Basic and Translational Research

researchers investigate
From left, Research Vice Chair William Gillanders, MD, and surgeon Ryan Fields, MD, are investigators in a grant to build tumor atlases collaborating with a geneticist and optical radiology researcher. The atlas may provide a better understanding of treatment response and resistance in cancer.

The National Cancer Institute’s Human Tumor Access Network awarded researchers a grant to build tumor atlases that link the results of genomic and proteomic analyses with the cellular architecture of a tumor. Surgical oncologist Ryan Fields, MD, and Research Vice Chair William Gillanders, MD, will team with optical radiology researcher Sam Achilefu, PhD, and Li Ding, PhD, of the McDonnell Genome Institute, to study treatment response and resistance in breast and pancreatic cancer. The project reflects Washington University’s emphasis on the use of imaging and omics technologies to deeply characterize tumors at the molecular and microenvironment levels. The five-year project includes a longitudinal study of DNA, RNA and protein sequencing at tumor diagnosis, progression and metastasis.

Clinical research

Clinical research administrators are optimizing how Epic, the new BJC HealthCare-wide electronic health record system, is used to improve communications and transparency. Epic lets research coordinators know when patients are being treated and alerts clinical teams that patients are on a study drug or have an investigational device.

Major clinical studies include a new chemotherapy delivery technique for patients with ocular melanoma, a rare but deadly condition. A perfusion pump delivers chemotherapy directly to the liver, a common site of metastasis. Another study sends damaged donor lungs to an external facility for ex vivo perfusion; the site attempts to restore the organs and return suitable ones for transplant, thereby expanding the donor pool. Clinical researchers also have expanded transcatheter valve replacement trials in patients with early aortic valve disease and mitral valve disease.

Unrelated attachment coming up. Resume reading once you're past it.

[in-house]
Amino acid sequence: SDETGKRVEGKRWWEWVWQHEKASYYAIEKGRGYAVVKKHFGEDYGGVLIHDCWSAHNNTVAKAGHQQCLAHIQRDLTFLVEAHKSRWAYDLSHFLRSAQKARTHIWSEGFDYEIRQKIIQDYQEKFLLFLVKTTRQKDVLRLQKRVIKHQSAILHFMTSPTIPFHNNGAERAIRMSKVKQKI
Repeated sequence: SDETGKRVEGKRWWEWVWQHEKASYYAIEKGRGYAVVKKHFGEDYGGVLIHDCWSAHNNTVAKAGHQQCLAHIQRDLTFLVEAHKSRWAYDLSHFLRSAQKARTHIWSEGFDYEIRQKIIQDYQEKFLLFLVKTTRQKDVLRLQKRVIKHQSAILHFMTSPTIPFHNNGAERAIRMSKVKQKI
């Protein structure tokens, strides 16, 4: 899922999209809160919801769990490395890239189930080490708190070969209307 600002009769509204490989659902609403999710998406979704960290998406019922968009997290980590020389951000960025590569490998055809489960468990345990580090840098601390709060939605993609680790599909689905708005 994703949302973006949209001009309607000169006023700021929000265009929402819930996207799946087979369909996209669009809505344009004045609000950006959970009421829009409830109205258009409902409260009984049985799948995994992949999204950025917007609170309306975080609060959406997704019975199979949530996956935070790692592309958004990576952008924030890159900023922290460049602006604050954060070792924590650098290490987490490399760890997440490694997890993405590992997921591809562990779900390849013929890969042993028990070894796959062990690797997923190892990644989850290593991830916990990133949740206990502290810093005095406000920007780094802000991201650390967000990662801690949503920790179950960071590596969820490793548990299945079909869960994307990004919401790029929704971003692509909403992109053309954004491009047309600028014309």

Public health research

The division’s investigators from multiple disciplines collaborate with Department of Surgery and other medical school faculty on innovative projects that affect public health and clinical care. The division also offers a master of population health sciences degree that physicians, postgraduate trainees and medical students earn to broaden their knowledge of clinical effectiveness and other public health fields.

Division research offers true breadth in the public health sciences field: epidemiology, chronic disease prevention, cancer prevention, biostatistics, community-based participatory research, comparative effectiveness, health disparities, public health, cancer genetics, genomics, health literacy and communication, and health economics.


image of lungs

Researchers at Washington University School of Medicine and Northwestern University Feinberg School of Medicine in Chicago have uncovered mechanisms that trigger primary graft dysfunction after lung transplantation, a leading cause of early graft failure that contributes to comparatively poor long-term outcomes. Washington University’s Daniel Kreisel, MD, PhD, and Northwestern University’s Ankit Bharat, MD, both surgical lung transplant directors at their institutions, and colleagues used an animal model to discover how inflammatory cells enter transplanted lungs. The study, published in the Journal of Clinical Investigation, is significant because lung transplant outcomes are significantly worse than for other organs: only about half of lung transplant patients are alive five years after surgery compared to about 70 to 80 percent for other organ transplants.

A team led by Matthew Wood, PhD, director of the Peripheral Nerve Research Laboratory, recently determined that T cells and Type 2 cytokines are necessary to promote nerve regeneration from the proximal nerve to the distal nerve. Many labs have attempted to design these nerve “bridges,” but efforts have proven largely ineffective to promote regeneration across long defects (>3cm). To advance this discovery, Wood received a grant from the McDonnell Center for Cellular and Molecular Neurobiology at Washington University. Plastic surgeon Alison Snyder-Warwick, MD, and researcher Anja Fuchs, PhD, are collaborators.

Plastic surgeon Amy Moore, MD, and military researchers in Bethesda, Md., are completing animal studies testing a technique to treat painful neuromas, nerve cells that regenerate at the end of a cut nerve after amputation. Moore also initiated another Department of Defense study, a human trial testing techniques to improve sensation — the ability to feel–after nerve injury.